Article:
We all have something we enjoy doing or something we are successful at, whether it be sports, academics, or playing an instrument. We all have people who love and care about us and we are all born with rights. All these aspects of our lives provide us with a nurturing environment that enables us to find ourselves and be successful. They give us a reason to live and allow us to feel of value. As middle class citizens of the 21st century, it is quite difficult for us to imagine life without these blessings and privileges. However, only about 200 years ago, slaves of this country were denied these fundamental necessities. The degradation many people experienced was so severe that life after slavery left them feeling completely worthless. This idea of the extreme dehumanization induced by slavery and the effects it had on the victims is explored throughout Toni Morrison’s novel, Beloved. Morrison also shows the ways in which these people learned to emotionally survive such harsh treatment. Both Sethe and Paul D experience an early life in which their entire beings are seized by this tragic reality. Nevertheless, they are able to fight the aftershocks by finding a reason to keep going and a method to temporarily lessen their pain. Toni Morrison communicates the idea that people are able to survive the horrific memories of their pasts by developing coping mechanisms and finding a purpose that gives their lives meaning.
Sethe’s coping mechanisms are avoiding her past and her devotion to her children. The horrific memories of slavery are far too intense and painful for Sethe to reflect back on. Therefore, she tends to avoid encounters that remind her of these memories. Sethe continuously repeats the story of Denver’s birth to her, but does not tell such details of her prior years, in an attempt to avoid the pain these memories hold. Furthermore, Sethe refrains from speaking about Beloved’s infanticide. She prolongs telling the story to Paul D for as long as possible and simply never discusses it with Baby Suggs. Although avoiding her past does not fully alleviate the emotional impacts of slavery, it serves as temporary coping method that allows her to keep going. For this reason, Sethe’s main focus remains on providing for her children. Their needs seem to give her a purpose as a human being, as their lives depend on her services. She develops the strength to overcome the painful affects of slavery by remembering her responsibility as a mother. After all that has been taken from her, Sethe wants nothing more than to have something she can call hers. Her actions suggest the fact that she rarely intends to benefit herself, unless she is serving the interest of her children in the process. For instance, when recalling a memory from Sweet Home in which a group of teenage boys mammary rape her, Sethe is not so much concerned with the offense of rape, but is astonished by the fact that the boys would strip her of one the one gift she has to give her children—her breast milk. When retelling the story to Paul D, he is highly concerned with the physical abuse Sethe suffered during the incident. However, Sethe only repeats: “And they took my milk” (17). The predominant reason for Sethe’s great distress is that she feels that her maternal role has been stripped from her. Without providing for her children, Sethe has nothing left. The extent of Sethe’s devotion becomes most apparent with the arrival of Beloved. Sethe gives Beloved anything and everything she desires and completely gives up all other aspects of her life for her. Sethe feels that by doing so, she is fulfilling her purpose: to provide for her children. Sethe’s faithfulness to her children gives her life meaning and allows her to survive the shockingly horrific impacts of slavery.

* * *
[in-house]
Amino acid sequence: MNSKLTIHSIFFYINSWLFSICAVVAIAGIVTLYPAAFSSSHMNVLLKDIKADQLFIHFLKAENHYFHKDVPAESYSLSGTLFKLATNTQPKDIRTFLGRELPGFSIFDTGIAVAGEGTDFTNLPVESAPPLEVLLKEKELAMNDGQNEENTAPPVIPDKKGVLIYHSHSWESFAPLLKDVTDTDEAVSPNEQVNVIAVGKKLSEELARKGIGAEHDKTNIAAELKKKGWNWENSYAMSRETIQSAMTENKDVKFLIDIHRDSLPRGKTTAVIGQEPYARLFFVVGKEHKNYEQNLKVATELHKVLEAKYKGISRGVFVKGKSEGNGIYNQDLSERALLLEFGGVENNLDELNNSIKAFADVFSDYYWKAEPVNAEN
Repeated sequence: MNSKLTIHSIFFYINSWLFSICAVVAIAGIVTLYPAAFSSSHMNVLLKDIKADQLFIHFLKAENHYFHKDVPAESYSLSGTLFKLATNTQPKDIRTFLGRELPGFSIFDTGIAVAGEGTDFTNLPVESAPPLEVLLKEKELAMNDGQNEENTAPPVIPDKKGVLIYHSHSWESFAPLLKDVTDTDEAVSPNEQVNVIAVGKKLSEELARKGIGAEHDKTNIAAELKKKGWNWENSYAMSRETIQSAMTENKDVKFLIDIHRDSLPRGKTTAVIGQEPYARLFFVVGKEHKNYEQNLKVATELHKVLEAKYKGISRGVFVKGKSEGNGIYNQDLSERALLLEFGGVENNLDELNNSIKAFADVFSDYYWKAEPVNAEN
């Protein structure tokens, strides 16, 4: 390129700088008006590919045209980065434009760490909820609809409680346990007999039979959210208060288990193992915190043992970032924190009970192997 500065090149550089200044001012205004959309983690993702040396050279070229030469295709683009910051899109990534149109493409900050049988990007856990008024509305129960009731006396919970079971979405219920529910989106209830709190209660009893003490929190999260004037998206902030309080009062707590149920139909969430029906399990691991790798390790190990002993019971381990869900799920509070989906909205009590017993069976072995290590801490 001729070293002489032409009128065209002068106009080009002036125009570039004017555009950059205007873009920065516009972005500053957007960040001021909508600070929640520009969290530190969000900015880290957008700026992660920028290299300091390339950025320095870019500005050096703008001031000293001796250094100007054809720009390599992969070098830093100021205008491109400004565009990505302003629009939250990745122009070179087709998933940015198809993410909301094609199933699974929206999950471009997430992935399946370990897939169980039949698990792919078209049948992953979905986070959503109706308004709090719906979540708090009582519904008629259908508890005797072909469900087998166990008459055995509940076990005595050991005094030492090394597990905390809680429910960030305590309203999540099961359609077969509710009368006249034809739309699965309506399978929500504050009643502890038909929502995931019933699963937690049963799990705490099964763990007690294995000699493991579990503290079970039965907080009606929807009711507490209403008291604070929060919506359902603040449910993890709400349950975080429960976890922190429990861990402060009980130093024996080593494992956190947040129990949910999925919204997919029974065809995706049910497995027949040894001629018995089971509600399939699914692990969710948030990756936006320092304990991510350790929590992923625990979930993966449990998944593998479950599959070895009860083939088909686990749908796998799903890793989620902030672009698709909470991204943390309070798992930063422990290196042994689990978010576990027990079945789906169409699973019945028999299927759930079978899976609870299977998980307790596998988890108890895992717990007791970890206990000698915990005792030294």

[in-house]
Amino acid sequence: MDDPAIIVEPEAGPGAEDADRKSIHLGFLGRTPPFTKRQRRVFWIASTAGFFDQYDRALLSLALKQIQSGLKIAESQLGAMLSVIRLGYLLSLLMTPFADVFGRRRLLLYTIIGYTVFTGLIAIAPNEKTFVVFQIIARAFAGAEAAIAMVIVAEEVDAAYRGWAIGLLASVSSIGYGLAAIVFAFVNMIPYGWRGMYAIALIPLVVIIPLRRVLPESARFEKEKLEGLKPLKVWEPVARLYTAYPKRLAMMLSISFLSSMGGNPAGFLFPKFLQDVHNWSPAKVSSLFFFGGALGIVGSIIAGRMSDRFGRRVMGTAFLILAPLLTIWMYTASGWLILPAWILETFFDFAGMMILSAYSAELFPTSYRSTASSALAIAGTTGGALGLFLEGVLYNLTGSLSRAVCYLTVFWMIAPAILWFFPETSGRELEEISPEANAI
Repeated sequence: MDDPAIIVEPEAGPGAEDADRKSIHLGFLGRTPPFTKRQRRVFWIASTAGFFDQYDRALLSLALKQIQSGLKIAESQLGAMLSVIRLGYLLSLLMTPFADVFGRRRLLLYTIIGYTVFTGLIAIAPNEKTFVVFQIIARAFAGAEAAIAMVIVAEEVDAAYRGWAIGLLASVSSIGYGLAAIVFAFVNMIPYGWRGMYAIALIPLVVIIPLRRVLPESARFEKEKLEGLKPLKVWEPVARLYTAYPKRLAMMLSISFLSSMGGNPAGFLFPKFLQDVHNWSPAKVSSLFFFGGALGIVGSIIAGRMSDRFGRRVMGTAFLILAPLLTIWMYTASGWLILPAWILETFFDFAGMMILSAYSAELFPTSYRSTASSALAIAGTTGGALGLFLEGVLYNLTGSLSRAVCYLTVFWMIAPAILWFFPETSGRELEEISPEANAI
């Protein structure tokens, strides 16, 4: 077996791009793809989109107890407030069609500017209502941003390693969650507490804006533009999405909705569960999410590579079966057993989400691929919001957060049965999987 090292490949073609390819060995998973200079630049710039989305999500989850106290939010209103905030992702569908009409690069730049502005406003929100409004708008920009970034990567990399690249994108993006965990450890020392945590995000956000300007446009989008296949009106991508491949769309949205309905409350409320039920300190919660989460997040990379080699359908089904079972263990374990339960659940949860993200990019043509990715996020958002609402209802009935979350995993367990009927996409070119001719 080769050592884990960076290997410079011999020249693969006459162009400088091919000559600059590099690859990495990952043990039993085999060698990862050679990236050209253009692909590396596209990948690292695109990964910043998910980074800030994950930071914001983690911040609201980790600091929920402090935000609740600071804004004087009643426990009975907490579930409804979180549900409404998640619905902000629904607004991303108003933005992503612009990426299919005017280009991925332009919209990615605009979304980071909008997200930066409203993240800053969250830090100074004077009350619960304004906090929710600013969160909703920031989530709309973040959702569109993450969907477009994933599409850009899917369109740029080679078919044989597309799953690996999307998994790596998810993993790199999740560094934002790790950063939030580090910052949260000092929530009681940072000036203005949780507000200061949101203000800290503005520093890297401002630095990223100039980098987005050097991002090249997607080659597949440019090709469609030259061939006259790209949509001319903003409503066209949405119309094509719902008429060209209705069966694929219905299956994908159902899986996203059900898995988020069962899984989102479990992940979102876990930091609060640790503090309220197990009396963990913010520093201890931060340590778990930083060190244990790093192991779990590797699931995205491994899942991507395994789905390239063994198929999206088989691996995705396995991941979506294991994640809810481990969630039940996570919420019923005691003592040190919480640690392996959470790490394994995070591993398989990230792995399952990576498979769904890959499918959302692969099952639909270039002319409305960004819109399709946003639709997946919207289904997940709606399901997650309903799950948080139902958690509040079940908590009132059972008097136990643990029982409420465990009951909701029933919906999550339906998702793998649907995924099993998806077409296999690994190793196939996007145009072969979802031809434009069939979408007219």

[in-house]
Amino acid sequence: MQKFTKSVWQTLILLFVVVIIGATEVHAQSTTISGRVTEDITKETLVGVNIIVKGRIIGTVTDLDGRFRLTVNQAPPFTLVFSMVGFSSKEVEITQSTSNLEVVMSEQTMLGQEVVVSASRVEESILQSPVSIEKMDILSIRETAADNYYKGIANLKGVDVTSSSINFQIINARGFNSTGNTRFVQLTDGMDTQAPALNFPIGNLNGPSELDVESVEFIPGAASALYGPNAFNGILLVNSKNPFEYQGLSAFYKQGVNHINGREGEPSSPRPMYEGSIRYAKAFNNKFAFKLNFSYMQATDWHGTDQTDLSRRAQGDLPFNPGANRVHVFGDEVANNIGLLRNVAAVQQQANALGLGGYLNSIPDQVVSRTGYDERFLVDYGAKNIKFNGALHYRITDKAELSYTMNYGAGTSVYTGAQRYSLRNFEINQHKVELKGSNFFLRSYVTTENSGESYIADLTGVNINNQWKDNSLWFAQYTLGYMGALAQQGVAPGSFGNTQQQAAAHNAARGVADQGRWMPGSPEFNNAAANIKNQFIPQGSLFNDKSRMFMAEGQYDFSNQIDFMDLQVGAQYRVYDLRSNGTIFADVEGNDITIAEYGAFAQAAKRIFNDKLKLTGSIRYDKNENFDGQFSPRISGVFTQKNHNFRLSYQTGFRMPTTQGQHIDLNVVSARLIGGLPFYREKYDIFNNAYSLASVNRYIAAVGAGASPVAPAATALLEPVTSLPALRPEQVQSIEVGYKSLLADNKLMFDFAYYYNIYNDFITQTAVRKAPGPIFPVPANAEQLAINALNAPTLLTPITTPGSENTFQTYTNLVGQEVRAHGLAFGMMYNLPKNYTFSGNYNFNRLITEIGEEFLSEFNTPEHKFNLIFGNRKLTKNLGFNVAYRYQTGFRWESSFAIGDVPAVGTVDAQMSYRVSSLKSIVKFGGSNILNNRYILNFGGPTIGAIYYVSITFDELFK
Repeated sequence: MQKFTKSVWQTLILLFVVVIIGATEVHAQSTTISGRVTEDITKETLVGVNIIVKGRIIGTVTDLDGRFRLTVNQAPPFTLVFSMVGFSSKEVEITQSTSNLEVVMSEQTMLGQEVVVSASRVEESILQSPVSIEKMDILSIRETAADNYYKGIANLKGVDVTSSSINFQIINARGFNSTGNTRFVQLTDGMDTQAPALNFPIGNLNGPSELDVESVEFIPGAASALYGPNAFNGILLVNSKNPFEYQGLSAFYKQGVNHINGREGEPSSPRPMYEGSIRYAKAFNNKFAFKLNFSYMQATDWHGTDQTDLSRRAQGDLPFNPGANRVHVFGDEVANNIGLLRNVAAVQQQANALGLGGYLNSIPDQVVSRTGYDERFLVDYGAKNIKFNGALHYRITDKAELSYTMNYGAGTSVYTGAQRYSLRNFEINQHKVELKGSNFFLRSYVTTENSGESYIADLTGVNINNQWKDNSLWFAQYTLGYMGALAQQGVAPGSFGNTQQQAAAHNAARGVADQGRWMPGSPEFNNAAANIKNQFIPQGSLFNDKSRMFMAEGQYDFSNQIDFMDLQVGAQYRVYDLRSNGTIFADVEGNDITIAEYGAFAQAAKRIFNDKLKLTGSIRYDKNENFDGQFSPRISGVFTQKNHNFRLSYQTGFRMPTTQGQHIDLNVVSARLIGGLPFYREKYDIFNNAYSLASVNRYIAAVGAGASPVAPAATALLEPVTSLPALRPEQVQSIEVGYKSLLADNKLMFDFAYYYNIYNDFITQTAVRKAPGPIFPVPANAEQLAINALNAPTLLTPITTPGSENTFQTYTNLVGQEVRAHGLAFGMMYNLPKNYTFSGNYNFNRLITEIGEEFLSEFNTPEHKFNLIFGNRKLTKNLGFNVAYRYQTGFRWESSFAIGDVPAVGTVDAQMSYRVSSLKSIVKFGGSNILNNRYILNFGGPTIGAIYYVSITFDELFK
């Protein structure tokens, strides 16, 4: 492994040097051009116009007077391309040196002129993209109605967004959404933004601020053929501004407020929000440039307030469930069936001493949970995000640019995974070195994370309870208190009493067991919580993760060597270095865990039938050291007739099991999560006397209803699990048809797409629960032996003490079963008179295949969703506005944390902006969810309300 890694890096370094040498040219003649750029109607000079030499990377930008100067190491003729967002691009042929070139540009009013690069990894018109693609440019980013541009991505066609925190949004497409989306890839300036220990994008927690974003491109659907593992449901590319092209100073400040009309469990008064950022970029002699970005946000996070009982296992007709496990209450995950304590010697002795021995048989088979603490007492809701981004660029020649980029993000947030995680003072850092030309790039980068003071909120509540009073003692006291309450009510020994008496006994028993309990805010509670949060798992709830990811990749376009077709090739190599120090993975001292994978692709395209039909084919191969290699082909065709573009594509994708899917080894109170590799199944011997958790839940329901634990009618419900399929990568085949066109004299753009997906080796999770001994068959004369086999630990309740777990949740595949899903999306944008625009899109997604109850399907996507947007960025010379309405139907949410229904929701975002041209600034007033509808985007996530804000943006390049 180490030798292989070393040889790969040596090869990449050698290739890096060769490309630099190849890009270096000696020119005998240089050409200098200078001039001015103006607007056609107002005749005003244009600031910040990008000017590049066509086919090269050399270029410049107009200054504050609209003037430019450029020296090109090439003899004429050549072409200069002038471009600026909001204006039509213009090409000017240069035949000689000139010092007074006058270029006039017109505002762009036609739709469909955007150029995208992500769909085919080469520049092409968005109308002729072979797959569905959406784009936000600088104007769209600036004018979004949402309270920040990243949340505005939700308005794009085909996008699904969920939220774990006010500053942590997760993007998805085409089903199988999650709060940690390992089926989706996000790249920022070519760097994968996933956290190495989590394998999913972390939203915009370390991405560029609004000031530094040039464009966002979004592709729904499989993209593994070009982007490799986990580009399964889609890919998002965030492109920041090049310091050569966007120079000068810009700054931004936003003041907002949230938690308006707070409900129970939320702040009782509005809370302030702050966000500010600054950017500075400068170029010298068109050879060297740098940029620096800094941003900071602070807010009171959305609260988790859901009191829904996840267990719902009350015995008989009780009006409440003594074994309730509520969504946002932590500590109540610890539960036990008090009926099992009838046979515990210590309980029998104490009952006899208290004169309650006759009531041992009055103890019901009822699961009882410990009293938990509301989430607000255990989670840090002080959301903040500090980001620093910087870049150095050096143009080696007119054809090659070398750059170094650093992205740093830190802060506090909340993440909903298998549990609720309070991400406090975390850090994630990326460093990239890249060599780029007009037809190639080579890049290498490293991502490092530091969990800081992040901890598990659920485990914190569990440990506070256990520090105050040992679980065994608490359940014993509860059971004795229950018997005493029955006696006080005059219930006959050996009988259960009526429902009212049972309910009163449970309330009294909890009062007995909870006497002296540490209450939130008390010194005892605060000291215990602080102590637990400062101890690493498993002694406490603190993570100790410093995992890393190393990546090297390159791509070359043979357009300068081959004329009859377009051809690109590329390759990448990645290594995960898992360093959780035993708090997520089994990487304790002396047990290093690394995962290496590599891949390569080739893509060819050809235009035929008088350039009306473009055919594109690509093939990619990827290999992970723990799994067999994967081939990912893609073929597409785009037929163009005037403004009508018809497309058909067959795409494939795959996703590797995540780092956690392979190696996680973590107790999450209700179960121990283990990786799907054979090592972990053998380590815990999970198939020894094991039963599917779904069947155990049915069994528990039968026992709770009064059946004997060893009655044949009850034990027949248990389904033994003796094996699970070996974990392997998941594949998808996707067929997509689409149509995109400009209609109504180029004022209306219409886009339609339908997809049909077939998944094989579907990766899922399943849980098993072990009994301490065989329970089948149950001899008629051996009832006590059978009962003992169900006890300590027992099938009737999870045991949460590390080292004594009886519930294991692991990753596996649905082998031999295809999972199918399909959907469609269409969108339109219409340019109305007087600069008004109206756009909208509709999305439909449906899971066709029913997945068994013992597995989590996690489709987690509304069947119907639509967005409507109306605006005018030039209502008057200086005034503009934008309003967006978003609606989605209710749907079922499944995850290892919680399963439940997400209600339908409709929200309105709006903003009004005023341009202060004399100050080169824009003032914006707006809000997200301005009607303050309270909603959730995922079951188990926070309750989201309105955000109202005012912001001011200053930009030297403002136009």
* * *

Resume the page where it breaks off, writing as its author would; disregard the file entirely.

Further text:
Paul D is able to survive the emotional impacts of slavery by avoiding to become too attached to anything and reuniting with Sethe. He resists sharing his feelings by